Streets of shame?

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There are lies, damn lies and statistics. Add social deprivation statistics to the equation and Blackpool’s on a hiding to nothing. The resort is climbing so high up the social deprivation league it’s in danger of nose bleeding alongside England’s most blighted inner cities.

Indeed, according to the latest statistics out this week, one local area actually exceeds one of Liverpool’s most blighted districts, and two other local areas show Manchester’s most deprived community a clean pair of downtrodden heels.

We are in danger of becoming the inner city on the coast. The only redeeming feature is another coastal town, or rather community, claims top spot in the national Indices of Multiple Deprivation. The only way is Essex...

Jaywick Sands is the only entry south of Watford Gap in the new table of England’s Most Deprived neighbourhoods. Near neighbour to Clacton-on-Sea, barely 60 miles from London. It is ranked first in the daunting indictment of deprivation calculated on the basis of statistics for income, employment, health, disability, crime and standards of living, to determine where 32,482 neighbourhoods stand in the pecking order of poverty.

But here’s the shocker. Revoe, or rather “west” of Revoe, off Central Drive, takes third place, behind Grimsby’s Grant Thorald, and Essex’s Jaywick, but ahead, ergo worse, than “west of Anfield”, Liverpool.

Visit Revoe, in and around Central Drive, and it’s down-at-heel, but busy. It’s still a bastion of proper shops, even if every other one seems to sell carpets.

There are HMOs (houses of multiple occupation), and folk with whom you would avoid eye contact, but there is still a sense of community. Rows of terraced streets run off Central Drive, including the house where the late great councillor Doreen Holt lived – until her death from cancer in January this year.

Bethesda Square Play Area, which grew from a patch of wasteland, is to be renamed in her honour. It’s a pocket park at the heart of a largely concrete jungle.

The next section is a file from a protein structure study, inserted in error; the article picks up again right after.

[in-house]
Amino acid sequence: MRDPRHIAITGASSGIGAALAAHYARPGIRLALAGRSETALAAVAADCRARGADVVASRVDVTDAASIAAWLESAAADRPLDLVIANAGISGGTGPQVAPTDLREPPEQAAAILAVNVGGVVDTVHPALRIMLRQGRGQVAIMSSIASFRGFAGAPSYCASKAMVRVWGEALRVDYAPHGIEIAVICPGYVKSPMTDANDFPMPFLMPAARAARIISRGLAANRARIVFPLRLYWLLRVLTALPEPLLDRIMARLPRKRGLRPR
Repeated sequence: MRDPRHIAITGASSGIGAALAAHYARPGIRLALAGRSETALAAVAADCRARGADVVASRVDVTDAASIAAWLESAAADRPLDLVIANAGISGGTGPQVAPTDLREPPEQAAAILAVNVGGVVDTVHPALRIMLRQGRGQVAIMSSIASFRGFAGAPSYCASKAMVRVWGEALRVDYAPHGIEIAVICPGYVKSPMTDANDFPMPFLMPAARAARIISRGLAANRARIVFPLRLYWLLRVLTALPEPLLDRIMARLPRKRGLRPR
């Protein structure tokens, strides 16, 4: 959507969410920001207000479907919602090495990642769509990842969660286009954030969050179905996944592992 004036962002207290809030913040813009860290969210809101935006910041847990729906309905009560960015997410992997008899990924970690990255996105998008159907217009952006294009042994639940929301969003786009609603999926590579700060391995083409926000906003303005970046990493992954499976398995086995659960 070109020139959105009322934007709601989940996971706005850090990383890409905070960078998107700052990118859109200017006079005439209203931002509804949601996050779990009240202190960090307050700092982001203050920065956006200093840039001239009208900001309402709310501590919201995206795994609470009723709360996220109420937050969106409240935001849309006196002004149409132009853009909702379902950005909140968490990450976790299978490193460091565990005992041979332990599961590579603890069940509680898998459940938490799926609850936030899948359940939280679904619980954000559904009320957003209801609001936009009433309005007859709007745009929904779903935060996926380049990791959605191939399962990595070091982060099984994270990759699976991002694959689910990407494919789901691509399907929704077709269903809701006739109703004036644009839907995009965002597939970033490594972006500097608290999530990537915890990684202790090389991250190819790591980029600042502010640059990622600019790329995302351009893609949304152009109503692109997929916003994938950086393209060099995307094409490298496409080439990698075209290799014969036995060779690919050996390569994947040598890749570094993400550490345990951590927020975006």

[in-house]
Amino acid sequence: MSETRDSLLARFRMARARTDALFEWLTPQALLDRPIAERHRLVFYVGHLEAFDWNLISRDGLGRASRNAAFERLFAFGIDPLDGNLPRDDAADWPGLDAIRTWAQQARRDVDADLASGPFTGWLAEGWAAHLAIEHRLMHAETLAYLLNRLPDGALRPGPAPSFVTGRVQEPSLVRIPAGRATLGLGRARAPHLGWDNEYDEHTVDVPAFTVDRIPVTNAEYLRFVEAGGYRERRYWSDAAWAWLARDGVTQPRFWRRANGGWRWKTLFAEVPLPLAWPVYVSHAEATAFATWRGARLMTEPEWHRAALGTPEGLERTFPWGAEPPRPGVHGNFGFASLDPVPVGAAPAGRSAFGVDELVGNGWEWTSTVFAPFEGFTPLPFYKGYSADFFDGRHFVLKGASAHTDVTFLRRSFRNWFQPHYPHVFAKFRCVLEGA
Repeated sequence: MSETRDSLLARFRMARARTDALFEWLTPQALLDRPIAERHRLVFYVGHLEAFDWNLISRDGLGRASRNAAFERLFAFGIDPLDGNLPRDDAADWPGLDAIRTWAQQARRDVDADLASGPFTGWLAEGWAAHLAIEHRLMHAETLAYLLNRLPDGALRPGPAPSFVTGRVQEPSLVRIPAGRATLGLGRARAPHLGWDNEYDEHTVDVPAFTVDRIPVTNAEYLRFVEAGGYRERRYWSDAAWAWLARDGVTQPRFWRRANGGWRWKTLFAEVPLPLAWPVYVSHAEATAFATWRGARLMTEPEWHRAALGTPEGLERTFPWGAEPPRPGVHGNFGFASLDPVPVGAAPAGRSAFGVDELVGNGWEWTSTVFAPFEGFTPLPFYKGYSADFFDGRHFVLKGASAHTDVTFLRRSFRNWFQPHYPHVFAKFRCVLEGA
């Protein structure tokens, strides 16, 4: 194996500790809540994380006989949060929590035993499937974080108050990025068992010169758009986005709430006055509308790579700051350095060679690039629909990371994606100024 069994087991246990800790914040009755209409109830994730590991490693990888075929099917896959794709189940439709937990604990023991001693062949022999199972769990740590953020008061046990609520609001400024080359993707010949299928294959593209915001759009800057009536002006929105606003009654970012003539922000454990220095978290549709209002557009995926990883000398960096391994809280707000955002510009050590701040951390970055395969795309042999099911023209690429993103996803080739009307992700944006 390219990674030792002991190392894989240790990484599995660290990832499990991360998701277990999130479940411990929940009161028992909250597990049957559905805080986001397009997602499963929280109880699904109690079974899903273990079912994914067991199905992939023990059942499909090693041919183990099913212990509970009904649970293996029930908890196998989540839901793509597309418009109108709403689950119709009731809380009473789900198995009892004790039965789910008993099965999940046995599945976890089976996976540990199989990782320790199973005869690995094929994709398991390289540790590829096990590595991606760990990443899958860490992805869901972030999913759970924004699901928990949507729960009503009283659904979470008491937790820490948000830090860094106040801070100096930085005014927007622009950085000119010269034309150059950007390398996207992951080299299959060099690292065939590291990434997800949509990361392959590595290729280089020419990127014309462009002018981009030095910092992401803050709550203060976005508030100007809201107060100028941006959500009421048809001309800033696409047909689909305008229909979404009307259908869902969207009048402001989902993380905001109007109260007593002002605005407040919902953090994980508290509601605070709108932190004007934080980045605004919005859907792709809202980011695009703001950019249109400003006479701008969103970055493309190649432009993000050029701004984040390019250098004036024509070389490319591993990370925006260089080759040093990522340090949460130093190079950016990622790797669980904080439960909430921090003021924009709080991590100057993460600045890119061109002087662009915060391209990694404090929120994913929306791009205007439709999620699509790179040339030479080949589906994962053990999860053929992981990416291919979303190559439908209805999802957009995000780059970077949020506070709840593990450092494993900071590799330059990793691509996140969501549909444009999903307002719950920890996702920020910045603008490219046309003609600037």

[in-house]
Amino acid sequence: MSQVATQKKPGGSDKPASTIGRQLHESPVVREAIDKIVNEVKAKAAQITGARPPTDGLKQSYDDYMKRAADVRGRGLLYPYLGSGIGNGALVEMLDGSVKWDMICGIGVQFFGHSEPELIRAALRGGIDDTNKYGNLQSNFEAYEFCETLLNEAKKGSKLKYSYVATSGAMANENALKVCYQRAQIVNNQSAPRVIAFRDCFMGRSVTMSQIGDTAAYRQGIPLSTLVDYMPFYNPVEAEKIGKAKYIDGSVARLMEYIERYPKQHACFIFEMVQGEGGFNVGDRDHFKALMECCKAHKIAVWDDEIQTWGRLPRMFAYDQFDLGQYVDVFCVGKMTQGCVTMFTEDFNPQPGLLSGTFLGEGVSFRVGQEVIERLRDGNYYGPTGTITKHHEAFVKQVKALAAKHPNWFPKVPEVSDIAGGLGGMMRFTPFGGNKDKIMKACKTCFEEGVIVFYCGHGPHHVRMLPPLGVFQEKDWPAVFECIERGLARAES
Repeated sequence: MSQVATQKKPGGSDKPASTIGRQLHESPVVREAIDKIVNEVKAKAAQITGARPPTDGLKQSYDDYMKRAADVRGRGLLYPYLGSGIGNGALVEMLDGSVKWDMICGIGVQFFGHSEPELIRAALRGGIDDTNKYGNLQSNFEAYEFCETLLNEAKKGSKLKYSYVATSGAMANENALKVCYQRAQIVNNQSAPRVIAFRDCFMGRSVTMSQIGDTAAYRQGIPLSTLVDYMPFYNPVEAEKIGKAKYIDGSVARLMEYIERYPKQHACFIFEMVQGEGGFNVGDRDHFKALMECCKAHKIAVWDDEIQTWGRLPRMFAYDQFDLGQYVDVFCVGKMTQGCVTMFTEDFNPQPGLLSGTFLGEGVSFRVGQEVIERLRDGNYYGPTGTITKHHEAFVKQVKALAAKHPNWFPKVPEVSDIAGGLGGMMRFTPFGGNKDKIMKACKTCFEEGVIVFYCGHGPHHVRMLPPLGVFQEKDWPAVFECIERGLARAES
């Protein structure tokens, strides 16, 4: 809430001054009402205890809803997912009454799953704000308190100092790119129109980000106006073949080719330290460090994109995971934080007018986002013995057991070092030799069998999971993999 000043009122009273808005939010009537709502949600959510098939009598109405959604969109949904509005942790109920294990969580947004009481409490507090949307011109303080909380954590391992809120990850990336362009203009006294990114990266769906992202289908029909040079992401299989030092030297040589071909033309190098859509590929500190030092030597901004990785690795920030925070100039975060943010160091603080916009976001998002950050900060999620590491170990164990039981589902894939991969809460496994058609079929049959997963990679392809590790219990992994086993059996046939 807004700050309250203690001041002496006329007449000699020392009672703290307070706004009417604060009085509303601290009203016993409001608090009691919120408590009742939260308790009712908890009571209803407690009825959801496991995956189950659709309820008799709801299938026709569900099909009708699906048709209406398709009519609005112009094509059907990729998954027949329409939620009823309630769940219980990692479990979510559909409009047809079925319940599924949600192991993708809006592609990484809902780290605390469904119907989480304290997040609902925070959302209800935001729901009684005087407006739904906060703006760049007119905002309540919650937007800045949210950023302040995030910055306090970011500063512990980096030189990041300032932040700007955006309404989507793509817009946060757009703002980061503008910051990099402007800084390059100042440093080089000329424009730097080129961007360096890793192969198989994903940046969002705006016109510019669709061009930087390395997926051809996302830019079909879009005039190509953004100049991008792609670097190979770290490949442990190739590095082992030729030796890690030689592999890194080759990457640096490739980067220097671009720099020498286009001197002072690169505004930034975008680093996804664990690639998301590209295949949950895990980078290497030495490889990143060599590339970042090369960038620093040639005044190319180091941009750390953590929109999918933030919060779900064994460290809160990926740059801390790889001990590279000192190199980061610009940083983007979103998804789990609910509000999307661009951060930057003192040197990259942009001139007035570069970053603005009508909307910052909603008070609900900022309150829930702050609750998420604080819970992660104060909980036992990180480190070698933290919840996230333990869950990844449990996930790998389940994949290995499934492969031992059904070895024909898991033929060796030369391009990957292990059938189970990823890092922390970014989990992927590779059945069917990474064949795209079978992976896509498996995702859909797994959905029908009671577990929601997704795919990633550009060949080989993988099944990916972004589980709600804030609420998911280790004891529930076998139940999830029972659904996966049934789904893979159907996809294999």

One of the area’s oldest residents, Ena Richardson, 91, recalls when families lived in what’s become the sheltered accommodation for older folk 34 years ago. She says the area “has changed but hasn’t gone to the dogs yet”.

She thinks the council’s a “waste of space and never does enough for the residents.”

“Doreen did her best but was a lone voice,” she adds. Doreen used to call bingo at Ena’s community centre, her favourite outing once a week. Locals have reclaimed the seating outside the centre for residents.

“A few years ago you couldn’t sit out for alcoholics. We sit out sunny days now.”

Ena’s fended off a couple of attempts to snatch her bag. “Jobs, that’s what people need. And a sense of pride. I’ve worked since I was 14. If you want to know about hard times try living then. Makes you wonder why we had a war. But it’s home and I like living here.”

Grange Park, or rather “east of Grange Park,” the Horsebridge area of the estate, ranks fifth in the deprivation league, under Anfield, and ahead of Speke.

“I pass the remnants of a car boot sale packing up an hour early on a local pub forecourt and pause to chat to a couple of young mums. They moved here to avoid domestic violence, so won’t be identified, but berate the council for “closing a local park.” In fact, 26 new homes are being built as part of a £1.3m scheme, to improve social housing, and curb anti social behaviour. The contrast with the grot spots opposite, properties boarded up, windows broken, vandalised, near derelict, is marked. A site worker tells me the new properties will be open for occupation soon. “It’s going to make a hell of a difference to the area,” he adds.

I drop in at Horsebridge Community Centre and find young mums keen to safeguard their Sure Start scheme. “If you want to stop social deprivation, support Sure Start,” says Amanda Ashton, who’s brought baby Jake and three-year-old Ellie to the group.

“Yes, there’s social deprivation here, but you don’t think it means you. You just think you struggle a bit. It’s got lots of good points, this estate, and I still feel safe here.”

Outside, two locals are checking on bedding plants to prettify the communal area outside their flats. “I think more CCTV would help but I still like living here,” says one.

Last stop: eighth place in the national league, Layton, high rises, narrow terraced streets below.

It trails west Burnley (seventh place) but beats Rochdale’s “east Weir” (ninth) with Manchester’s Collyhurst in bottom (10th) place.

Gwen King, community development worker for Queens Park Residents Association, came here from Southend, saw the decline there, and says the writing’s on the wall here. “We need manufacturing, we need proper housing, or a proper housing co-operative, we need jobs.

“We need people in work, and off drink, drugs, and solvents.

“We need to look away from the seafront and see the deprivation here.

“The statisticians have got it right. They must have.

“We live with the blight.”